The theory behind gratuities is to encourage and reward good service. However, in this instance the incentives for quality service is diminished when the staff already knows they are going to pocket 15% no matter what. Sure there is always that line which allows you to add extra gratuity for above and beyond service. But in my experience rarely was that deserved and, in my opinion, it is because the resort has de-incentivized great customer service by requiring a 15% gratuity on all food bills.
So how does this apply to your business? Be careful when you create incentives programs that you do not de-incentivized major components of your business model. Your incentives programs must send the right message to your employees and reward the behavior or results that are expected within your business model.
To effectively run a successful business you must also be willing to, as required, trim the herd. In other words, when a weak link is harming your company you must be willing to let them go for the greater benefit of your business. This will both eliminate the direct problem as well as provide a reminder to those who remain that expectations and standards are taken seriously within your organization.
A few years back my wife and I were at an all-inclusive resort in the Caribbean. Upon our arrival we were mildly disappointed at the reception: a welcome toast in the form of alcoholic punch served in Dixie cups and not the champagne in crystal flutes as shown on the website. Nevertheless we kept a positive attitude towards the rest of the trip. But over the next day or so we were amazed at how unkempt the property was, staff appeared to be wearing dirty uniforms, paint chipping off the buildings, etc. And then on the third day everything changed.
On the third day a tall, heavy-set balding man appeared on the resort. He was dressed in casual island wear but wore a scowl on his face that I will never forget. In the morning hours he marched around the resort pointing to this and that and barking out orders as the managers of the resort followed him and hung on his every word. At the end of his tour he turned to the head manager, said something in French, turned to the assistant manager nodded and left.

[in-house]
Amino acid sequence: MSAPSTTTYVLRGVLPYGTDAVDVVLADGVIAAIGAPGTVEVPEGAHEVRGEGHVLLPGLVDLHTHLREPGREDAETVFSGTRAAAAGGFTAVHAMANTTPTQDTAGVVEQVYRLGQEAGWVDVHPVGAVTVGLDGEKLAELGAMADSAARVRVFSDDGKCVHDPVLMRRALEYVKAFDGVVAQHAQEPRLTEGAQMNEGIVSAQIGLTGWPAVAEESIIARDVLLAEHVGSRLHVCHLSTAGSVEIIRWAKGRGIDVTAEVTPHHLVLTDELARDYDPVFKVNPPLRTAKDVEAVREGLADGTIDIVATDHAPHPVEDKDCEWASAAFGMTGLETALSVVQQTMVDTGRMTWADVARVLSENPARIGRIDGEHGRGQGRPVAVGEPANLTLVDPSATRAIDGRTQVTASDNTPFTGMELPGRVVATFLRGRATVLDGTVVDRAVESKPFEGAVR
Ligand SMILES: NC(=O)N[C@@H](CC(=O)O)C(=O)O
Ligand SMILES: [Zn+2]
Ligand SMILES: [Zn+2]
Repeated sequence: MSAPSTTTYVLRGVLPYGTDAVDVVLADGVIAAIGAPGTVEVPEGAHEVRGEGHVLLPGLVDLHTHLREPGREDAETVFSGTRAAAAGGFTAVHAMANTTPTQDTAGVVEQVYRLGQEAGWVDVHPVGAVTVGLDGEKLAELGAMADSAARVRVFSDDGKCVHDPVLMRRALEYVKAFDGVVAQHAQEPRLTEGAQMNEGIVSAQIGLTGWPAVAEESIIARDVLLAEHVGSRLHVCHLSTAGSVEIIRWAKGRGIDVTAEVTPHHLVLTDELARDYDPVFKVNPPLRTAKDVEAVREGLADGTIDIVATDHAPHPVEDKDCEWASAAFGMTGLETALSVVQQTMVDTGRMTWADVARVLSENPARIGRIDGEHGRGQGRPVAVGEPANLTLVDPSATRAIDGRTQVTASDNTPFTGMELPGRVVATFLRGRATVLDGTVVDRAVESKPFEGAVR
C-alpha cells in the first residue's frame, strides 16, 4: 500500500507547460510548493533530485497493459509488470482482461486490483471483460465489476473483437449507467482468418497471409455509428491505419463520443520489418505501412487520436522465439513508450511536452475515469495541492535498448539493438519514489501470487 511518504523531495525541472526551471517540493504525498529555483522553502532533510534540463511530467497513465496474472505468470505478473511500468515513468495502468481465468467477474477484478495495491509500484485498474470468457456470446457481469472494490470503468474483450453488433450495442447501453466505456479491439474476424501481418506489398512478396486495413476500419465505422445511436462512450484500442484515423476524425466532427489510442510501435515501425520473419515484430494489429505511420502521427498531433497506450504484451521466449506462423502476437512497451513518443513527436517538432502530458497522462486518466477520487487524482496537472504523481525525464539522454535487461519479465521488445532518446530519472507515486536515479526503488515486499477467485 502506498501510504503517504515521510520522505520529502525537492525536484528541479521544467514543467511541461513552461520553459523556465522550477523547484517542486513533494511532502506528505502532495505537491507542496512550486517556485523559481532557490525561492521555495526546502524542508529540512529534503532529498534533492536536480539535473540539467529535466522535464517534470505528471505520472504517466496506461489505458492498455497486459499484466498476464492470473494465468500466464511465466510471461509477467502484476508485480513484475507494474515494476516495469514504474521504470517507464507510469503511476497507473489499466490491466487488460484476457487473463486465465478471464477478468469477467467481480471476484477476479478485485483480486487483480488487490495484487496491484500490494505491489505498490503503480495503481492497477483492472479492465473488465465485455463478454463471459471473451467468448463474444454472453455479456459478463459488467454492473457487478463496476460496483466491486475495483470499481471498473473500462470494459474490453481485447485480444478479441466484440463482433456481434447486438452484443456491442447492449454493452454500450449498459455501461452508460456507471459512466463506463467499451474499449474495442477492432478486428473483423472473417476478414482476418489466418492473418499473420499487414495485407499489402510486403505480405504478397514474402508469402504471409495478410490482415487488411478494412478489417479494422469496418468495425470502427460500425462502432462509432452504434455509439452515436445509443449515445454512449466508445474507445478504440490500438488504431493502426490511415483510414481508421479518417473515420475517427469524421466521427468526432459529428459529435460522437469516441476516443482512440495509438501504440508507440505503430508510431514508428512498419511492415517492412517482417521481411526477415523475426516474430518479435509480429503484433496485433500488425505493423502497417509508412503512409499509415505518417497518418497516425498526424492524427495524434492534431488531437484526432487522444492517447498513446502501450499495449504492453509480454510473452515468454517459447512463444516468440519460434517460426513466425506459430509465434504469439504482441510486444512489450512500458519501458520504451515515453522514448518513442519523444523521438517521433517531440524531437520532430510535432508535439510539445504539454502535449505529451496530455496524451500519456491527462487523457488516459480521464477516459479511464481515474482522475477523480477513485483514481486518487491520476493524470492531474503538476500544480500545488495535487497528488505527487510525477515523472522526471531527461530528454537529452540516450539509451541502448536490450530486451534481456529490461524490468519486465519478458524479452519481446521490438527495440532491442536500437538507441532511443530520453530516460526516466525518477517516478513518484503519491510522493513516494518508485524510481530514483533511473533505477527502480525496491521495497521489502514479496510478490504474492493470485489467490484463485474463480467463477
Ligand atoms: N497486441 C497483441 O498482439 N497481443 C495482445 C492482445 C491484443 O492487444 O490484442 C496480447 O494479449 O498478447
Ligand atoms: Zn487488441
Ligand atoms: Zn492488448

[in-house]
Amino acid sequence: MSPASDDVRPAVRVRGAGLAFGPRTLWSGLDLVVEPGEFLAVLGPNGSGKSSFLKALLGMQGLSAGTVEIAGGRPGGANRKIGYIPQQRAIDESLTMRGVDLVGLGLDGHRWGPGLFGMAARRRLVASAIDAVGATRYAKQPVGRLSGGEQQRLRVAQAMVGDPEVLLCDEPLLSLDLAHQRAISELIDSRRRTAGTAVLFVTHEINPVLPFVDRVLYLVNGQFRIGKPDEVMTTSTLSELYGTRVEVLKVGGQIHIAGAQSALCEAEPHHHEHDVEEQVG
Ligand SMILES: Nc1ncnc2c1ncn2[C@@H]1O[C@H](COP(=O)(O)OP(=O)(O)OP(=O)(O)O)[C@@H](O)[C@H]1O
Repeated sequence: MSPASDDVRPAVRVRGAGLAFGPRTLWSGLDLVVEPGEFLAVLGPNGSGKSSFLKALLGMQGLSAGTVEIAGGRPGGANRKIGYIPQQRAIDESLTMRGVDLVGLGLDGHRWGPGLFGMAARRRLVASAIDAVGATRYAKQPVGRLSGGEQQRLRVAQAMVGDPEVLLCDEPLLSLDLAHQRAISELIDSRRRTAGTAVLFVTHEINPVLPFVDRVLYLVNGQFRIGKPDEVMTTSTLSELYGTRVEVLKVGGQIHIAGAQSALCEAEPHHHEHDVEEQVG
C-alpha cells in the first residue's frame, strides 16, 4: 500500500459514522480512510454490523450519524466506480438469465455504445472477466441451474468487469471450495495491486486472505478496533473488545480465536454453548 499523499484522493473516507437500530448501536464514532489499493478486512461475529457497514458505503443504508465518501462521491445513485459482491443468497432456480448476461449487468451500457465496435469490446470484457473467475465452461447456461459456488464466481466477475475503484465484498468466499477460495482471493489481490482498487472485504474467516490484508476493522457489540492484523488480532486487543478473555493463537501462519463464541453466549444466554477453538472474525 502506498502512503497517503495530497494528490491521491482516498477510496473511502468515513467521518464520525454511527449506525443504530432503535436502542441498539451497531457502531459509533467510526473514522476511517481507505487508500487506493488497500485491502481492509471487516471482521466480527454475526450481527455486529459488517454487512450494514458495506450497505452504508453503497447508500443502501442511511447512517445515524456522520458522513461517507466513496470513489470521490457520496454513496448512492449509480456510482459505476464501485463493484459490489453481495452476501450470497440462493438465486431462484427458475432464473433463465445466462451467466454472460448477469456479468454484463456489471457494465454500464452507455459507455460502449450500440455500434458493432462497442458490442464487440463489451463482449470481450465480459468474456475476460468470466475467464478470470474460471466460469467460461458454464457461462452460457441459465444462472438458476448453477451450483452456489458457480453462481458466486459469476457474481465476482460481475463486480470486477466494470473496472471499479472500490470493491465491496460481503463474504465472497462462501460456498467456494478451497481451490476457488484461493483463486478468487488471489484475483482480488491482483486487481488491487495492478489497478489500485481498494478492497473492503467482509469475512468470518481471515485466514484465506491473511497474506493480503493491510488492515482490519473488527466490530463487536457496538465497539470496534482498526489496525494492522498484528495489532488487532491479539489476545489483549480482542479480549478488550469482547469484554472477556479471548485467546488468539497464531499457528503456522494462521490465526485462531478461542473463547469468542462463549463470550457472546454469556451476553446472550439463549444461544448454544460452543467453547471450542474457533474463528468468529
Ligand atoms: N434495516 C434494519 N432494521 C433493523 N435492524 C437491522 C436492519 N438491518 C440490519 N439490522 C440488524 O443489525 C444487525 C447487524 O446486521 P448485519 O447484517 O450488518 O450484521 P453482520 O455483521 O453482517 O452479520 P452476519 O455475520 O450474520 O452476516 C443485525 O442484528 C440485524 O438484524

From that point forward we never again saw the head manager. We later learned that the balding man had been the regional manager, had shown up a month early for his scheduled overview of the property, and was quickly remedying the deficiencies apparent in the management thereof. Among those actions he had fired the head manager on the spot.
From that day forward the vacation completely changed. The staff was more accommodating, the property's maintenance crew literally worked 24-hours per day fixing up the place, and they found those Champagne flutes after all. In trimming his herd the regional manager instantly got rid of the problem and sent a message to the rest that they would be trimmed too if they did not shape up.
Atlantis could learn a lot from this message. So can you.
There's no doubt that Atlantis spent the money to build a world-class resort. The hotels and water park are simply amazing. But just because you build it they won't necessarily come.
Let's take Disney for example. Their properties are every bit as spectacular as Atlantis. But when you stay at a Disney property is it the buildings themselves that keep you coming back or something more? What if when you went to ask the clerk for change he said, "Sorry, only if you purchase something." Or what if off duty employees loitered around the premises smoking cigarettes and discarding their butts anywhere they pleased? I doubt it would really be considered the happiest place on earth anymore and, correspondingly, sales would soon fall.
So just because you put the infrastructure in place in your business your work is not done. At the end of the day most business owners need people - good people - to run their operation. Be you in the service industry, fulfillment, sales or whatever, if you build it they may come. But if you staff it properly they will come.
So take a lesson from my experience and thoughts on Atlantis: do not de-incentivize your work-force, do not be afraid to trim the herd when necessary, and staff your business properly and they will come.